Obama Administration Giving up on Lame-Duck TPP Vote

Randall Weiseman Alabama, Beef, Cattle, Citrus, Export/Import, Field Crops, Florida, General, Georgia, Livestock, Pork, Poultry, Specialty Crops, Trade

As expected, the outgoing Obama administration is throwing in the towel regarding the Trans-Pacific Partnership trade agreement. DTN reports the White House will not seek a vote on the agreement during the lame duck session of Congress. Republican and Democratic leaders in Congress told the White House they would not advance the trade deal in the election’s aftermath, and Obama administration officials acknowledged the agreement has no path forward now in the United States.

The move comes with little surprise following the election results and remarks by House and Senate leadership earlier this year. The Obama administration had campaigned heavily in support of TPP before the elections in an effort to garner more support. Now, President-elect Donald Trump is expected to withdraw from the trade deal.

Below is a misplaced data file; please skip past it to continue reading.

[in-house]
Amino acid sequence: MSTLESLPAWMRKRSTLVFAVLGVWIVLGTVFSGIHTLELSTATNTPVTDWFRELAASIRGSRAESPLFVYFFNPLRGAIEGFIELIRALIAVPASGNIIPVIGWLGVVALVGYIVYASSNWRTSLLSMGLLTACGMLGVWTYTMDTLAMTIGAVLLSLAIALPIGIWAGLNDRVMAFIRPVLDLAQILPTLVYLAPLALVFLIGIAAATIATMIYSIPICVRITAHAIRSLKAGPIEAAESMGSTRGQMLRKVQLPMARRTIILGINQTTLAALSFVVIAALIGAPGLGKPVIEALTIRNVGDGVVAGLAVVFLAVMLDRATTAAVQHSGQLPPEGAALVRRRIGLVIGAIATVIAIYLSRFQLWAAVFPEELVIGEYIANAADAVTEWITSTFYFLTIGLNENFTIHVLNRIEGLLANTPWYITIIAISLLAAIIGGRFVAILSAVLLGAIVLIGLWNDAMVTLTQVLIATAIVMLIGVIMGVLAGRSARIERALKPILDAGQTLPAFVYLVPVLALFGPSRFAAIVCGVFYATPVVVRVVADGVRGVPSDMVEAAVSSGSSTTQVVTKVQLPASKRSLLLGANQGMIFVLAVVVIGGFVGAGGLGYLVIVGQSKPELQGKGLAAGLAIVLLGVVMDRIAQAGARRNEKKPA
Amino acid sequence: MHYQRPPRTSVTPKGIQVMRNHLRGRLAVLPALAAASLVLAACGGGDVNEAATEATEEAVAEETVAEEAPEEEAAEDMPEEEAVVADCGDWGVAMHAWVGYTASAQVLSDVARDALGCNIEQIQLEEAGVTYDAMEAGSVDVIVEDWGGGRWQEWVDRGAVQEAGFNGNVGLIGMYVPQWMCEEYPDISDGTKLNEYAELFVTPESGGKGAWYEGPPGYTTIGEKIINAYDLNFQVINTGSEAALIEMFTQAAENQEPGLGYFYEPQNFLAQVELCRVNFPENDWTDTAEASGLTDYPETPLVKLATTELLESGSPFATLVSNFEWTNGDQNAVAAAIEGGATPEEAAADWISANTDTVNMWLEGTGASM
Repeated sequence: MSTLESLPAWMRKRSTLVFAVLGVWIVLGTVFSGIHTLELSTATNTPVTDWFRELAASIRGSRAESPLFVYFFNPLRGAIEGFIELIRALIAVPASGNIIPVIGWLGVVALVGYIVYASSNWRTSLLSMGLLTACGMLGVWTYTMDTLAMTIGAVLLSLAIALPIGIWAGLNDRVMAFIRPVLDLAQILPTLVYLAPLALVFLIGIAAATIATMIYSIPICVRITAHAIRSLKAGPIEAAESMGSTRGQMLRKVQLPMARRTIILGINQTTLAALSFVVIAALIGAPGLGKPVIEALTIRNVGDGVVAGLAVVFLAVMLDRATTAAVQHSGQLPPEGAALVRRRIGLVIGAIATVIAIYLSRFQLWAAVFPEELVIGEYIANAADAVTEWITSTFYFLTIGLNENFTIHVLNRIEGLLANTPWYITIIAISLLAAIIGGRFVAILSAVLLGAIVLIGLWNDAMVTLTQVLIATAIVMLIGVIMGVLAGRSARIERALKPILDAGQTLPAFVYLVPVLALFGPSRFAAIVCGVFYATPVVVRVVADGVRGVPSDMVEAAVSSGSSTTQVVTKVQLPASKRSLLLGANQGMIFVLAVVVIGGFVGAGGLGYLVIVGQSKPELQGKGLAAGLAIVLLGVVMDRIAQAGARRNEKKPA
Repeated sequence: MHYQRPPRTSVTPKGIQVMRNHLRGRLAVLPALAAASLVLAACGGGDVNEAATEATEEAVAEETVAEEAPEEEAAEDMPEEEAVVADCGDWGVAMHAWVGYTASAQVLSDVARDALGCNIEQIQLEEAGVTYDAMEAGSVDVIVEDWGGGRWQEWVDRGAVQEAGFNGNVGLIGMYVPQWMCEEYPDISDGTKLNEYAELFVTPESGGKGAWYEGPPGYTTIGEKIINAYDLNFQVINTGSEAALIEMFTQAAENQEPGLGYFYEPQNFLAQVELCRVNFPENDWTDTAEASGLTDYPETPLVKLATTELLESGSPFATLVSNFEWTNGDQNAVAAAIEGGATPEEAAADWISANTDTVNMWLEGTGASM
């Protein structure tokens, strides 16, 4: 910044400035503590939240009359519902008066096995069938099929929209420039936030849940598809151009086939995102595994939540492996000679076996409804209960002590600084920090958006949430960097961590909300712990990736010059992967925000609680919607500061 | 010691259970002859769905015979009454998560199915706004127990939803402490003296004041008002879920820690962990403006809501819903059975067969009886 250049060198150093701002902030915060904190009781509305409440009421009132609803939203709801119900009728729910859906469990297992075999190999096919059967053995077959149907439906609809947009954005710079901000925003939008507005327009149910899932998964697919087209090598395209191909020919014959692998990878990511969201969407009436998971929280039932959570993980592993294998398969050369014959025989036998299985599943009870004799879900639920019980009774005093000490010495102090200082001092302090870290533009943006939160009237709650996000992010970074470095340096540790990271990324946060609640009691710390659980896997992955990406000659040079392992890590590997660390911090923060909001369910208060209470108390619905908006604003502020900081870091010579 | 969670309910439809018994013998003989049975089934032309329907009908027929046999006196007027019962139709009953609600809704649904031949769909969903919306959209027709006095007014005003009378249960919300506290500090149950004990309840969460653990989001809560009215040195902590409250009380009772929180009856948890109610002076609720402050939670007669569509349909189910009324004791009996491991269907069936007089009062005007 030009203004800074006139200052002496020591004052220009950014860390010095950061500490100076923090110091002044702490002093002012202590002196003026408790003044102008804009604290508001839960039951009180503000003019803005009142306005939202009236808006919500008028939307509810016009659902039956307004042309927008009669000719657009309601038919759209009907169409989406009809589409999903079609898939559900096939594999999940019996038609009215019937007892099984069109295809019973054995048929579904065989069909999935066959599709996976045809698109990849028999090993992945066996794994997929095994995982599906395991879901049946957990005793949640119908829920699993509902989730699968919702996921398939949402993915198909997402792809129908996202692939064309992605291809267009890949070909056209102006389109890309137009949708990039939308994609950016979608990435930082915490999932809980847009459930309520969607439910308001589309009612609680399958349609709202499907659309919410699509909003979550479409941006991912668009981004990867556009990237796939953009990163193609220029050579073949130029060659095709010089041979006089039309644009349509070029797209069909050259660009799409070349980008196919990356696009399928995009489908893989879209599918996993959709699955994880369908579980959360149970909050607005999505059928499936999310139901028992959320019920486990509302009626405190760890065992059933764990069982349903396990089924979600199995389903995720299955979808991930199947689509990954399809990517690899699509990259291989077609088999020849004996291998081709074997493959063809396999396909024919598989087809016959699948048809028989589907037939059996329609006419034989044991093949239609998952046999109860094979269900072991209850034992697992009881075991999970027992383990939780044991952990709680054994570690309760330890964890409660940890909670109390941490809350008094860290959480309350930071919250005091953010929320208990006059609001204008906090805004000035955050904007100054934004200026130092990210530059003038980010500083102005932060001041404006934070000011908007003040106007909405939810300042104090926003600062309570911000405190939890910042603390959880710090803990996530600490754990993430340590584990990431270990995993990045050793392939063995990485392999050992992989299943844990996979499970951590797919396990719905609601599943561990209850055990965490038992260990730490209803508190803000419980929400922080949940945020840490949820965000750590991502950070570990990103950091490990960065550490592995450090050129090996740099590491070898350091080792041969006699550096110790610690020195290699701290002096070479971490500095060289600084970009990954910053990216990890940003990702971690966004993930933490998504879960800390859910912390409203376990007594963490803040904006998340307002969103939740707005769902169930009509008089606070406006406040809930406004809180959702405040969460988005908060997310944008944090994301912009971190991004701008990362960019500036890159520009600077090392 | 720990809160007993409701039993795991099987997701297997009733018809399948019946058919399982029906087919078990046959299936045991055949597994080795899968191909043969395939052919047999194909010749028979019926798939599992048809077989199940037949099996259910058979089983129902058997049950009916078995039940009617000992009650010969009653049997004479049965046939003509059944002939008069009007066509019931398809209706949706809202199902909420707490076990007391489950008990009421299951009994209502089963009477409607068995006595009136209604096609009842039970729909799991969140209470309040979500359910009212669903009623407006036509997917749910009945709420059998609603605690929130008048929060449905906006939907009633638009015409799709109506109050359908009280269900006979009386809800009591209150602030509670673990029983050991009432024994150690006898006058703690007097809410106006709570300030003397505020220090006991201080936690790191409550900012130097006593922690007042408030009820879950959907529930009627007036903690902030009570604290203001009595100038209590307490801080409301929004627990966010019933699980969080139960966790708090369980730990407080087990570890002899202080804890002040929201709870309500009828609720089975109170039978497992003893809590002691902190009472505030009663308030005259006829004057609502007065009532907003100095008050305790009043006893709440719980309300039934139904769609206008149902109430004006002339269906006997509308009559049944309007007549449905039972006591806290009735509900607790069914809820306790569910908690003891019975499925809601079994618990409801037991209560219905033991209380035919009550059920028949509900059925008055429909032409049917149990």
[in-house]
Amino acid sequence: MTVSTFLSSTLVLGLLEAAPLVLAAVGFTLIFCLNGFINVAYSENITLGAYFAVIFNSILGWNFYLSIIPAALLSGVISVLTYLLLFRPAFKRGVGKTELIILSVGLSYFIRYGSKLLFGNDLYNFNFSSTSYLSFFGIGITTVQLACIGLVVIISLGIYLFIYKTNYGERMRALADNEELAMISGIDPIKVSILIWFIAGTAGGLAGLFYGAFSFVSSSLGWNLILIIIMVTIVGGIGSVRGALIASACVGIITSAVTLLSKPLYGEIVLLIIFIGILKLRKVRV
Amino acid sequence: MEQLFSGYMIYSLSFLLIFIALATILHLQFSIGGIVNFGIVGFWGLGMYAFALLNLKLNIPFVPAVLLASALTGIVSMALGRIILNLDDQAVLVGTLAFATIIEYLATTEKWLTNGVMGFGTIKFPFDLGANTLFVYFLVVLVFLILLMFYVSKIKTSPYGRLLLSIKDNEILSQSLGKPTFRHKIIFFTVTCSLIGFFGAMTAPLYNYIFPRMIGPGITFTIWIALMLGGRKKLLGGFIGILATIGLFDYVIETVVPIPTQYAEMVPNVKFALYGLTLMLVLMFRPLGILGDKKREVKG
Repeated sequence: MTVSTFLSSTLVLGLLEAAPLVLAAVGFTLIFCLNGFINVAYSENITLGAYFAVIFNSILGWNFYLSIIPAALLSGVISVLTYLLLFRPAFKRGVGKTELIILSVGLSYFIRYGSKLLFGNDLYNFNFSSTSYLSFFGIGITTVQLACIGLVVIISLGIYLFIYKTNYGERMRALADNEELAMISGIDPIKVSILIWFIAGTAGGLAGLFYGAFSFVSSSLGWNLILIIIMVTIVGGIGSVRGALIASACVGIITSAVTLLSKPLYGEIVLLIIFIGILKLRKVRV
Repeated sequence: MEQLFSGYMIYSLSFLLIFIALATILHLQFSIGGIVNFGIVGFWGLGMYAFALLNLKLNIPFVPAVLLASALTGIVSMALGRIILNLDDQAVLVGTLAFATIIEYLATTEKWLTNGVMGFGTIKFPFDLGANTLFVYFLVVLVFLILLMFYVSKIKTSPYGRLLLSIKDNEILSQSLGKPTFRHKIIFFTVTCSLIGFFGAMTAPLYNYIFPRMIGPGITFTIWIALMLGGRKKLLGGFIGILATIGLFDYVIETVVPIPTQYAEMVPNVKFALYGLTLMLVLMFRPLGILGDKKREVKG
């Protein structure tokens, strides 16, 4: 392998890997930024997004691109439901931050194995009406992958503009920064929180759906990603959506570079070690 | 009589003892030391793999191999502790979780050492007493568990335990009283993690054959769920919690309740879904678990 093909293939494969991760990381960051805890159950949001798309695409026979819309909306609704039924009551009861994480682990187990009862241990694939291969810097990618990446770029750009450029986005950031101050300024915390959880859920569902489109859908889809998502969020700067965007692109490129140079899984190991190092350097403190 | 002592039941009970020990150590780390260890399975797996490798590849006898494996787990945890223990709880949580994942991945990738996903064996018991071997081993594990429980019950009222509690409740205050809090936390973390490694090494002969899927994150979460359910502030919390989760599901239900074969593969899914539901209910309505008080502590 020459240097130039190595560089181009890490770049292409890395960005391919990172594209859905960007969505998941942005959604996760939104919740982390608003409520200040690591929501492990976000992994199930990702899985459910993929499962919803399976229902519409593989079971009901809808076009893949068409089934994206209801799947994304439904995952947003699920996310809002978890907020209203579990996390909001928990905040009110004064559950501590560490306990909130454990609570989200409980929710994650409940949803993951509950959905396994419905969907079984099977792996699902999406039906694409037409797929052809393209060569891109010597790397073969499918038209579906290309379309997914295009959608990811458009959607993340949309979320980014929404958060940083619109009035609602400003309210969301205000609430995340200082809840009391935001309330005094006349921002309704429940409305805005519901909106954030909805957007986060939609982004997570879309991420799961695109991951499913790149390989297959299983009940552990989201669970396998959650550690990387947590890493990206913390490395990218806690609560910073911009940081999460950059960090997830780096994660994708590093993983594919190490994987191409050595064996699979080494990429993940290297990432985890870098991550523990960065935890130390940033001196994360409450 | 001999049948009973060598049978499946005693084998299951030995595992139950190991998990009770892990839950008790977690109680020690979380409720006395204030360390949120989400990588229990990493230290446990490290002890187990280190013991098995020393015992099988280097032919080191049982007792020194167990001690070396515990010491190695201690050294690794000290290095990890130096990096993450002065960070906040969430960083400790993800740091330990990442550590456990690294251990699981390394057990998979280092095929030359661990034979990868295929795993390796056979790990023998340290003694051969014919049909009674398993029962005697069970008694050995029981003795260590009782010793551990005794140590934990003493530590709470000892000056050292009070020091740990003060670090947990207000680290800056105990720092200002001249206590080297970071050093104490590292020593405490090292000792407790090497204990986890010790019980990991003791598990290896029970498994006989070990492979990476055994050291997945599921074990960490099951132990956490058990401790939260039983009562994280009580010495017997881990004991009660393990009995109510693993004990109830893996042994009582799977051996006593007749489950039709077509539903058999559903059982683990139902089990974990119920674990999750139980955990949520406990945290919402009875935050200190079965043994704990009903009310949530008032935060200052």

U.S. Trade Representative Michael Froman says years of negotiating the Trans-Pacific Partnership were not a waste of time, and the deal could still be implemented at some point. Speaking at a Politico event on trade this week, Froman says aspects of TPP— if not the deal itself —should be preserved and revived down the road.

Froman told the crowd a clear takeaway from last week’s election results is that Americans are concerned they are on an unfair playing field globally. Froman says he is hopeful the benefits of TPP will be seen over time as the rest of the world moves on. He did not go as far to say TPP is “dead,” but referred to the trade deal as being in purgatory.

Also speaking at the event, House Ways and Means Chairman Kevin Brady, a Texas Republican, says while the agreement is on hold, “that doesn’t mean the entire trade agenda has to be.” He encouraged President-elect Donald Trump to focus on strengthening the problem’s he sees in trade agreements including TPP and NAFTA.

(From the National Association of Farm Broadcasters News Service)